According to reports she believed the substance was cocaine but in fact it was a dangerous new hallucinogenic drug, 25I-NBOMe, more widely known as “N-Bomb”.
The incident happened on Saturday April 29th but the tragic story has only emerged this week.
After spending 11 days in a coma brought on by the drug the woman in her late 20s, who worked in marketing in London, died in Lariboisière Hospital in Paris's 10th arrondissment.
The victim knew Paris well and often visited the French capital to meet up with one of her close friends, also British, who has been living in France for several years, the French press reported.
The victim's last Instagram post was taken at Wanderlust, a trendy nightclub on the quai d'Austerlitz in the 13th arrondissment, the night before she took the killer drug.
Her friend is currently under judicial supervision after having been charged with manslaughter and drugs offences. She is likely to face a trial in the future.
French drug squad officers are on the hunt for the suppliers.
The father of the young woman believes his daughter was the victim of a “tragic accident” and not of a murder, he told Le Journal de Dimanche.
The new NBOMe drug, discovered in 2003 by a scientist in Berlin, first appeared in France in 2013 and has been classed as an illegal drug since November 2015.
While it has been blamed for the deaths of tens of people around the world, including at least four in Europe, in Belgium, Poland and the United Kingdom, this is the first instance of the drug leading to someone's death in France.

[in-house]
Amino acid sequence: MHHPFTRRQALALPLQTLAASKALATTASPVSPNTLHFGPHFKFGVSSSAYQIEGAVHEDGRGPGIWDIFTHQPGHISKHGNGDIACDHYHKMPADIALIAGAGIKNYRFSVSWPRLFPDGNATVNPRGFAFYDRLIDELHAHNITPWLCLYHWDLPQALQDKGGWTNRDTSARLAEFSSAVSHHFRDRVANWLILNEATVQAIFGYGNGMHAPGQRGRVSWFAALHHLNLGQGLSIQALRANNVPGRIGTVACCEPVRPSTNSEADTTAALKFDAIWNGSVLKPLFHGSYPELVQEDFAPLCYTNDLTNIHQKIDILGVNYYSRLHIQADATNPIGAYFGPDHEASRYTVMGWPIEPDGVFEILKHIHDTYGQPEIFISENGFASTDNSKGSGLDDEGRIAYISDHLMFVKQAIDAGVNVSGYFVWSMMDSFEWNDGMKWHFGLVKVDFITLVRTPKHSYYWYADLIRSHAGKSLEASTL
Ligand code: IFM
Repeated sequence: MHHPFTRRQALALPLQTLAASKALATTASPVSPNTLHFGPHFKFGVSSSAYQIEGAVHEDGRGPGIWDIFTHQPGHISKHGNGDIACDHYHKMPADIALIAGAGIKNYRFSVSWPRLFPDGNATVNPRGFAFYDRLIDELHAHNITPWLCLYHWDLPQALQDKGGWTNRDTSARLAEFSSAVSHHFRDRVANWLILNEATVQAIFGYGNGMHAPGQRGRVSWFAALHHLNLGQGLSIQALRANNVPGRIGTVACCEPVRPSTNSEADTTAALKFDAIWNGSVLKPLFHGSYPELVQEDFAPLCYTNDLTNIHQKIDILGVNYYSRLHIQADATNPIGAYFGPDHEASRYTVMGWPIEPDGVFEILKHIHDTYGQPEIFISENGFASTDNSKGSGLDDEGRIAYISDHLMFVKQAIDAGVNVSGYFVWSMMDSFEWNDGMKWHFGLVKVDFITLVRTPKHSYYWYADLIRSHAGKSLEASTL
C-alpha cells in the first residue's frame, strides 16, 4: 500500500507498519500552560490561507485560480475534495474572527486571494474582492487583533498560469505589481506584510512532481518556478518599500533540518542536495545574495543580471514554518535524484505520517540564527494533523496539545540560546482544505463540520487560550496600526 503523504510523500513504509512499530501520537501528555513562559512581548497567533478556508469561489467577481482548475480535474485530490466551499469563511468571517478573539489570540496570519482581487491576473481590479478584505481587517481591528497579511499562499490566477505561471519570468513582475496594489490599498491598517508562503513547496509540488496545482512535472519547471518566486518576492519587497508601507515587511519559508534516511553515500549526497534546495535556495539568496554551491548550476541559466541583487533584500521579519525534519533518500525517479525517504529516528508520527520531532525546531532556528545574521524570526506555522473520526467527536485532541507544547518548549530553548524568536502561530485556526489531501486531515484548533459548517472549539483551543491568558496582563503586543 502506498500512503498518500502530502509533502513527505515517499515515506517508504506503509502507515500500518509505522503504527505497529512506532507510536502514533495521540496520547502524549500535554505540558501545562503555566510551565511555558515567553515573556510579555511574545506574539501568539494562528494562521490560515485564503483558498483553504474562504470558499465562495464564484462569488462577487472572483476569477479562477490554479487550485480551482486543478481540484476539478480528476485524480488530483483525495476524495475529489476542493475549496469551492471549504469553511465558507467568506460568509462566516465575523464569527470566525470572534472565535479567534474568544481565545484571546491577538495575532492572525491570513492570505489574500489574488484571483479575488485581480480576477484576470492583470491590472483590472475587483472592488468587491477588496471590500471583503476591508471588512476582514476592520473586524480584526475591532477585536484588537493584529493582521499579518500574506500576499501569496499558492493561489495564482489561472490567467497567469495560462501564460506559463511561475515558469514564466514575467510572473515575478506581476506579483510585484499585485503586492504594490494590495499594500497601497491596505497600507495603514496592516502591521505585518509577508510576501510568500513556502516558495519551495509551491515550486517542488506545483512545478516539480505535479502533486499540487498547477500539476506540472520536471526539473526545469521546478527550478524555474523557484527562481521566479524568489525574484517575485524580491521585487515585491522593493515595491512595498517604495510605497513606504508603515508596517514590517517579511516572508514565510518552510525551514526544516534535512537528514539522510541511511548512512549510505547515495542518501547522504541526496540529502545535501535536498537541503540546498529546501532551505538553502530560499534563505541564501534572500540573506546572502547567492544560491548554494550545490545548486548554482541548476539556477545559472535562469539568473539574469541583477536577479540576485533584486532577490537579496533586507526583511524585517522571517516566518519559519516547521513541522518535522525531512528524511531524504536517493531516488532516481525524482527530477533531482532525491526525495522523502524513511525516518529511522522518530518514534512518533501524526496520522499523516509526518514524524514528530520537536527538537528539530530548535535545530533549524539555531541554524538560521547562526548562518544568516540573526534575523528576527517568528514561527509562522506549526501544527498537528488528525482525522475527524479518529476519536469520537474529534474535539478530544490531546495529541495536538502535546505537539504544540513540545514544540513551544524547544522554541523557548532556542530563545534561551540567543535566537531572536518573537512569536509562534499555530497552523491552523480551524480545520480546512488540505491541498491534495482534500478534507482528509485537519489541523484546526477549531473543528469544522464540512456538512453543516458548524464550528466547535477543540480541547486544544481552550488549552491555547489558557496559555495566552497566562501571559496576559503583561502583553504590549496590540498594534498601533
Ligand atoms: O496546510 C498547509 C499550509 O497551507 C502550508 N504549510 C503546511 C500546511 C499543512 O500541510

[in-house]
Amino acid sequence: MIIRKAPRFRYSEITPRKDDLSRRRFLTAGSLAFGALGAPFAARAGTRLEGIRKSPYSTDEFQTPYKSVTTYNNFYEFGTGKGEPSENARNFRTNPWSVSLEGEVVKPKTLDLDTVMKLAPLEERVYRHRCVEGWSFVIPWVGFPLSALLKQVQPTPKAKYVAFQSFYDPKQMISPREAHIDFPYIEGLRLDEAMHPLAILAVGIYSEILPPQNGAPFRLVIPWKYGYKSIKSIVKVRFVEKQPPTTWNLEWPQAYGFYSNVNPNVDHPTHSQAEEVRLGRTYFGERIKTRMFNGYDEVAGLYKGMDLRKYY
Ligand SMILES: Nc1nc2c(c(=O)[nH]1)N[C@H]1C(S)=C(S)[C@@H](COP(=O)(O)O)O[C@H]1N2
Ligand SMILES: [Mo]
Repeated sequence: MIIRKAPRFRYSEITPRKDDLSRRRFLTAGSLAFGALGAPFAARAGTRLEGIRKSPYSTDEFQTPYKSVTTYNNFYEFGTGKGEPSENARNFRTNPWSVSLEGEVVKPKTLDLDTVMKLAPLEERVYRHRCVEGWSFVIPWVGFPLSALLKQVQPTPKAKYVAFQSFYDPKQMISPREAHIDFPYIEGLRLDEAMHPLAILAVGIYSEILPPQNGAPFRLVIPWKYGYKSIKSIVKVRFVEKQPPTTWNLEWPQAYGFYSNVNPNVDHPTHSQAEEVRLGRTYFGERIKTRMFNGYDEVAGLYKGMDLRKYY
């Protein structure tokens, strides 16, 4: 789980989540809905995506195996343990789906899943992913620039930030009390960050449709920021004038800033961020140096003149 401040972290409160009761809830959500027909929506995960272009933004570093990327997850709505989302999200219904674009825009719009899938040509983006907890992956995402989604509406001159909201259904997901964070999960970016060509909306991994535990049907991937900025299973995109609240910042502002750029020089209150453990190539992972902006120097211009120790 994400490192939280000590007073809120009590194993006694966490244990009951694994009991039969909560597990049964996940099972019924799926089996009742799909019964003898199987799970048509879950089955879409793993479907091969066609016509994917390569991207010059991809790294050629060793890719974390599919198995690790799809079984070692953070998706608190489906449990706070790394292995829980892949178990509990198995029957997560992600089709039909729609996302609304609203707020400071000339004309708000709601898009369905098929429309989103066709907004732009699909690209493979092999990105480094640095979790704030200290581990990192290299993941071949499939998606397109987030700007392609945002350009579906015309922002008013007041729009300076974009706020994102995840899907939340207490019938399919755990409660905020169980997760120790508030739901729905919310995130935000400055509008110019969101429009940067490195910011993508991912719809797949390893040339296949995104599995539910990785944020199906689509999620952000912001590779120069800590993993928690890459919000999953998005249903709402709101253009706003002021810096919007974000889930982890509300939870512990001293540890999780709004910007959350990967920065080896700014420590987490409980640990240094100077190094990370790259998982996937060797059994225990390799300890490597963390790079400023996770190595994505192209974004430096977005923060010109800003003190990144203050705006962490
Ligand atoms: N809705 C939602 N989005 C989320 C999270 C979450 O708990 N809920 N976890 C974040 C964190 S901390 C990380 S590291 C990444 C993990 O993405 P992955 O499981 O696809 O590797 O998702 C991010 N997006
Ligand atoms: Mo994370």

However reports say there are more and more cases of young being hospitalized after taking new psychedelic substances that are often sold, very cheaply over the internet.
The drugs information site Talk to Frank says: “N-Bombs (members of the NBOMe 'family' of drugs) are powerful hallucinogens, similar to LSD,which means it changes the way you see objects and reality.
One of its distinctive traits is that 25I-NBOMe cannot always be detected by toxicology examinations.
One of the drug's particular dangers is how easy it is to overdose. Users say its negative effect can lead to convulsions, paranoia and palpitations.
The website Drug Free World adds: “Effects of only a tiny amount of the drug can last for up to 12 hours or longer. A dose of 750 micrograms, considered an average to high dose, is about the size of six small grains of regular table salt.”